Friday, April 10, 2009

Window on Eurasia: Immigration, Economic Crisis Creating ‘Harlems’ in Moscow, Study Says

Paul Goble

Vienna, April 10 – The influx of migrant workers into Moscow and the more rapid decline in housing prices in poorer neighborhoods as compared falloffs in wealthier ones are combining to produce “Harlems” in the Russian capital which native Muscovites generally try to avoid, according to Russian firm which analyses real estate values.
The MneDa company, whose conclusions were reported this week by Pavel Ogorodnikov in “Vzglyad,” says that while the economic crisis has depressed housing prices levels in every sector of the economy, it has had a greater impact on them in percentage terms in poorer neighborhoods (
That has meant, the company concluded, that Moscow “is finally being divided into good districts ‘for the rich’ and not so good ones ‘for the poor,’” and this socio-economic divide will continue even when the economy improves because housing in the former areas will become more expensive even as that in the poorer areas continues to become less expensive.
The company’s experts, “Vzglyad” reported, divided up the city into 241 areas and rated each of them in terms of 50 different measures ranging from personal comfort and the of life to infrastructure to availability of transportation and closeness to industrial facilities and open markets.
Districts classed as less favorable by the firm, the newspaper said, were those where immigrants form a large an increasing fraction of the population, where crime is higher, where amenities are fewer, and where there is less potential for the development of better housing in the future.
Among the districts in this category, which “soon can be transformed into Moscow ghettoes or ‘Harlems’ are the areas between Dmitrov and Korovin chausses, the areas along Yaroslav chaussee, Golyanovo, Metrogorodk, and Northern Ismailovo, Tektstilshchiki, Vykhino, Veshnyaki, Kozhukhov, Zhulebino, Biryulevo and Tsaritsyno.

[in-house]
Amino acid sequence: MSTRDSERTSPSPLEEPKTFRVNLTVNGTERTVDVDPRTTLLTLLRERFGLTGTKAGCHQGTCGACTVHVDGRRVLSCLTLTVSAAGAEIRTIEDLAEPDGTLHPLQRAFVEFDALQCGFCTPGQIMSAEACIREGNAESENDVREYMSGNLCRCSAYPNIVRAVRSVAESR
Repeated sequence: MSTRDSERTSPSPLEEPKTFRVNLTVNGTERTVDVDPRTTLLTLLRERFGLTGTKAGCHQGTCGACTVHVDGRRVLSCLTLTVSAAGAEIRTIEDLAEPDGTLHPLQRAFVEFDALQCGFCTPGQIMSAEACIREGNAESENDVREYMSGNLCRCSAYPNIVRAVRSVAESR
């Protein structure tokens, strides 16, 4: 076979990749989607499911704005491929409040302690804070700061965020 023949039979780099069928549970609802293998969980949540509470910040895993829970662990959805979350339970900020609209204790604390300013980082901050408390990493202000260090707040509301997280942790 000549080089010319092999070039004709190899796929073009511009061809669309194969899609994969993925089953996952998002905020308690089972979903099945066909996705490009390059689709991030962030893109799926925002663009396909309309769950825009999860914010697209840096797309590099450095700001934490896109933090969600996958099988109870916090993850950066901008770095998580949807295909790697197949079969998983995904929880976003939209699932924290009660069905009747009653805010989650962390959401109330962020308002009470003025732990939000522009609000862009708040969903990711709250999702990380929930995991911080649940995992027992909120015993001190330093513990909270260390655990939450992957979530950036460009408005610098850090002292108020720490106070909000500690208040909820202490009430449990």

All these districts, the study found were characterized by relatively great distance from the center and less favorable transportation connections, a large portion of eight to nine story Soviet-era housing, and often by the presence of major markets nearby “where representatives of the peoples of Asia and the Caucasus ‘rule.’”
These districts have seen housing price declines greater in percentage terms than those in the better off areas of the, and they have relatively poor prospects of recovery in the future, a pattern of housing costs that is likely to mean that poor people and especially migrants to the city will come to dominate them even more than at present.
Both MneDa’s staff and other real estate experts “Vzglyad” consulted said that “the tendency of transforming outlying regions of the capital city into ghettos already is taking place although [in Moscow] there are still no places where the forces of law and order are afraid to appear” except when heavily armed, as “already is the case in Paris, Brussels and Berlin.”
But the trend in that direction in the Russian capital is obvious and likely to continue, and that is one of the reasons why the Moscow city government has announced plans to compile “a map of interethnic tension.” That map, which will show where the potential for ethnic clashes is greatest, will guide the city’s placement of law enforcement personnel.
According to data collected by the Russian Center of Ethno-political and Regional Research, Moscow is already divided into regions “on an ethnic basis,” with immigrants settling near to where they work, as a rule, next to markets and major trading centers.” And as the number of immigrants increase relative to the “native” population, there are problems.
In Europe and the United States, there are already places dominated by immigrant communities, Pavel Ogorodnikov of “Vzglyad” said, where the police go only if they are heavily armed. In fact, ethnically different and unpleasant districts are becoming larger “in every capital of the world, and Moscow will not be an exception.”

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